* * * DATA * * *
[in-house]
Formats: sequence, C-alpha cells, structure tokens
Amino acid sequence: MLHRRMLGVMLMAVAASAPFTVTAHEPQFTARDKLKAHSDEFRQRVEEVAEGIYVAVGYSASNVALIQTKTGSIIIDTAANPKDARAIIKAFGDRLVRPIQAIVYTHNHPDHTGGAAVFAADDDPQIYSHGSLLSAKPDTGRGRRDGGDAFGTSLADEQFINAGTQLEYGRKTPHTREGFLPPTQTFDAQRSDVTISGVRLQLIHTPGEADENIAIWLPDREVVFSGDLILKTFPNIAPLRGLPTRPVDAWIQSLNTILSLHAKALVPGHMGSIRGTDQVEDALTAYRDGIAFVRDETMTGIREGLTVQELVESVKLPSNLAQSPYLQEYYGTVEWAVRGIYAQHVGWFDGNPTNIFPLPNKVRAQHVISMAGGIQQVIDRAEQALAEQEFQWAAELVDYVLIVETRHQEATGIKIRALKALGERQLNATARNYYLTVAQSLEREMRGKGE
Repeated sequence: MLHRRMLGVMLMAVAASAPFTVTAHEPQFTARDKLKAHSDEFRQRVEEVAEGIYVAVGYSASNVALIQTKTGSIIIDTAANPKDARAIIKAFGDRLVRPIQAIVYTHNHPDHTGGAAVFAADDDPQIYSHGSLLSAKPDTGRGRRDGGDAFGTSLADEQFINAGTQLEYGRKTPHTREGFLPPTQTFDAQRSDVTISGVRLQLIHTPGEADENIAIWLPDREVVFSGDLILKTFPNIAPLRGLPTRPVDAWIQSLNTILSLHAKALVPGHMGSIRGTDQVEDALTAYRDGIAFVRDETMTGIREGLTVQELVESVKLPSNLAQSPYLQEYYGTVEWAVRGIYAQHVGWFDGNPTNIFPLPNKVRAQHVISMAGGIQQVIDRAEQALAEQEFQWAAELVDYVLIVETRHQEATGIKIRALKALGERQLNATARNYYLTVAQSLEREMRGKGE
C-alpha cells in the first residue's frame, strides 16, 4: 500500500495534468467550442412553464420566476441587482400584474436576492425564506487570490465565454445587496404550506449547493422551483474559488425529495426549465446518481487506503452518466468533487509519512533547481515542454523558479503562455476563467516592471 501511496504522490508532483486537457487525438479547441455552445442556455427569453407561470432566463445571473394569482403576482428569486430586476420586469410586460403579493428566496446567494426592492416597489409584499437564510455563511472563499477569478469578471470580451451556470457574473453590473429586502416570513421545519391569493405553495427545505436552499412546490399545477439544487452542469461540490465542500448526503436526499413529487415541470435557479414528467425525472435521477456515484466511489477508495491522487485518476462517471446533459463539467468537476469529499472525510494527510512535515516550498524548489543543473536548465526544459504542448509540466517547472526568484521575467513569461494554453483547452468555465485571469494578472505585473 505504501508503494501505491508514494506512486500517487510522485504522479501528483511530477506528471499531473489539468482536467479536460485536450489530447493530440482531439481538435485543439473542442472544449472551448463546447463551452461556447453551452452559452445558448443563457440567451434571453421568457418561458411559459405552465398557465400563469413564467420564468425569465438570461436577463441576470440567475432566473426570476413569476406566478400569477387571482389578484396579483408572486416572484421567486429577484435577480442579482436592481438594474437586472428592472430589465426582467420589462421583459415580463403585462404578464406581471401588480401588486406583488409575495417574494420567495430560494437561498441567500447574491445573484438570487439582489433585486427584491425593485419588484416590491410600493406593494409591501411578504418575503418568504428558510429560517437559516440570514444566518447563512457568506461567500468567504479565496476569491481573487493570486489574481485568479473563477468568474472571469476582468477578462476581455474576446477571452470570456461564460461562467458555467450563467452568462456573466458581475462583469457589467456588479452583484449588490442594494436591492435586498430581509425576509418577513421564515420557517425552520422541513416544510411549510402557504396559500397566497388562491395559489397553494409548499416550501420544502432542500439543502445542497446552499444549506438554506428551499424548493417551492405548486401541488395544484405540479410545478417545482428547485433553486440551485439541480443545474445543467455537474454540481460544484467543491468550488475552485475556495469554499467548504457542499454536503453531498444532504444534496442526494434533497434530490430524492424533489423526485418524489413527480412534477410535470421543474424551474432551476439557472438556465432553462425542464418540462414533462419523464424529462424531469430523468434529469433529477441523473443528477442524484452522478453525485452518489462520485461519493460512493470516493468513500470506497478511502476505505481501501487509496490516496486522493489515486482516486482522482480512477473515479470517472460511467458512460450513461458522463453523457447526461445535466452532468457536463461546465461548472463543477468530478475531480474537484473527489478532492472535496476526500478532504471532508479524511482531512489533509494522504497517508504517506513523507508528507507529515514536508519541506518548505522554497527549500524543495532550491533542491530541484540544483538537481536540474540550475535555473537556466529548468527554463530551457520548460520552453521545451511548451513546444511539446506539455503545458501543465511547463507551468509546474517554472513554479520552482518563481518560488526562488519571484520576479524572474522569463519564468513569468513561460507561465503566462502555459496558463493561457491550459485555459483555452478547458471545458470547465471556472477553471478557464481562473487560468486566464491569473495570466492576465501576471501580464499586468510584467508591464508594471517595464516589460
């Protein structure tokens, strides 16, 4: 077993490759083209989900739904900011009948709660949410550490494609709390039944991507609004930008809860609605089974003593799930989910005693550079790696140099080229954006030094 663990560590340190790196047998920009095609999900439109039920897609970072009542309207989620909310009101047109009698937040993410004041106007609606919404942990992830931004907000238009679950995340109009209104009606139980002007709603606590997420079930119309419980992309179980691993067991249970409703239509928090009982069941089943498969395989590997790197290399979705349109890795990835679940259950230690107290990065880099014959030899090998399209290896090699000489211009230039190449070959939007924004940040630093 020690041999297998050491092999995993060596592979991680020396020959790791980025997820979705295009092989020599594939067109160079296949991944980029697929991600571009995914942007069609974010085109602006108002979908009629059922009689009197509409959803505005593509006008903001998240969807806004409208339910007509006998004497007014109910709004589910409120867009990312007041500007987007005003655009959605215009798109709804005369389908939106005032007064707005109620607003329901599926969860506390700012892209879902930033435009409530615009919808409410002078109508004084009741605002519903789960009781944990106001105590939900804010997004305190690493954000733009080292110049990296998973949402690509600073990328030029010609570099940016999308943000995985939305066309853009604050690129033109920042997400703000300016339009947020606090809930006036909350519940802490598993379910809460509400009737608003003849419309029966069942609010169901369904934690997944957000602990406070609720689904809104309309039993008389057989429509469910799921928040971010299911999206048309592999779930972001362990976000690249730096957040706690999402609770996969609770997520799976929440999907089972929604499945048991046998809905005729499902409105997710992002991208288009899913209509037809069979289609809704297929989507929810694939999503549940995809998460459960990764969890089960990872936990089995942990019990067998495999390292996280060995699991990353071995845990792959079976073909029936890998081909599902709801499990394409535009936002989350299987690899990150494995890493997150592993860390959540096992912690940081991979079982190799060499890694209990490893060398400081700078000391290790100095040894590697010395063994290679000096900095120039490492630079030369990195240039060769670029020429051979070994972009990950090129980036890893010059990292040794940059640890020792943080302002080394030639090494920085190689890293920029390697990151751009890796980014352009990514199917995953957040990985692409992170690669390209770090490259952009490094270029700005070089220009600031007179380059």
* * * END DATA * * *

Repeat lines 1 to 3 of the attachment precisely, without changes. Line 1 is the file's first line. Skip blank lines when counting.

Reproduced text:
[in-house]
Formats: sequence, C-alpha cells, structure tokens
Amino acid sequence: MLHRRMLGVMLMAVAASAPFTVTAHEPQFTARDKLKAHSDEFRQRVEEVAEGIYVAVGYSASNVALIQTKTGSIIIDTAANPKDARAIIKAFGDRLVRPIQAIVYTHNHPDHTGGAAVFAADDDPQIYSHGSLLSAKPDTGRGRRDGGDAFGTSLADEQFINAGTQLEYGRKTPHTREGFLPPTQTFDAQRSDVTISGVRLQLIHTPGEADENIAIWLPDREVVFSGDLILKTFPNIAPLRGLPTRPVDAWIQSLNTILSLHAKALVPGHMGSIRGTDQVEDALTAYRDGIAFVRDETMTGIREGLTVQELVESVKLPSNLAQSPYLQEYYGTVEWAVRGIYAQHVGWFDGNPTNIFPLPNKVRAQHVISMAGGIQQVIDRAEQALAEQEFQWAAELVDYVLIVETRHQEATGIKIRALKALGERQLNATARNYYLTVAQSLEREMRGKGE